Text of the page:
Power company Mercury's half year net profit has fallen 20 percent to $104 million as it generated less hydro power and had to pay more to cover future demand.
However, its underlying earnings were steady at $114m as it charged higher prices for power when supply was low late last year, and its revenue rose 13 percent to $1 billion.
Chair Joan Withers said the financial result was pleasing given the difficult trading conditions.
"Mercury came close to matching last financial year's record first half performance despite less favourable hydro conditions in the Waikato catchment, leading to lower hydro generation."
"Earnings reflected strong execution across the entire business, underpinned by record spot market prices, a lift in net sales yields, a disciplined focus on costs and strong execution of the planned work programme," Ms Withers said.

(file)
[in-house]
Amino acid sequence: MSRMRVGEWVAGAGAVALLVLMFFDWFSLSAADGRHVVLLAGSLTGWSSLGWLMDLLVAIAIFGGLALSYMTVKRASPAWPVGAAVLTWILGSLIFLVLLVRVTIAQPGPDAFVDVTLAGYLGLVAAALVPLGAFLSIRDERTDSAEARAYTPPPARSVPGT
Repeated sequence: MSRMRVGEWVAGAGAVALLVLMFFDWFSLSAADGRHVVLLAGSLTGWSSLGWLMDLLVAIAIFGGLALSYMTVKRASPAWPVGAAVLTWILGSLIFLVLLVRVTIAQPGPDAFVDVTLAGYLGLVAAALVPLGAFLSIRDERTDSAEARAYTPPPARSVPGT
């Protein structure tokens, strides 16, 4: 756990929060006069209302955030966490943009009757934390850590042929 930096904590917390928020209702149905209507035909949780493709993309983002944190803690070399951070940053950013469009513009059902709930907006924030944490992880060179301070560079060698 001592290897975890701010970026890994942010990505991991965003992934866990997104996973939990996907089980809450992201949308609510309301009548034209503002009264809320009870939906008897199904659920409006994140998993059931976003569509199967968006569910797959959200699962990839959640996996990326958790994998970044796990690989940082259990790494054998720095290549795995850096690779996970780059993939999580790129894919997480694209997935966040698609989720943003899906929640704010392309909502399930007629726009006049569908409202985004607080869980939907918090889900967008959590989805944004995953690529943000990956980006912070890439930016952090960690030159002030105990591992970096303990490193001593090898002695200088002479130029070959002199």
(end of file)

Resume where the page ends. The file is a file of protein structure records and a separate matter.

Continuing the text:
Mercury lost 7000 customers in the period.
Low water levels at its hydro-plants on the Waikato River and an outage at the country's largest gas storage facility, saw electricity spot prices hit a seven-year high in October.
Chief executive Fraser Whineray said Mercury had learned from the challenge.
"There were still lessons, and opportunities for improvement in how the sector responds.
"We believe the electricity market would benefit from a much stronger disclosure regime from thermal generators," Mr Whineray said.
Mercury confirmed its full year underlying earnings were on track to be $515m, as well as an increased dividend.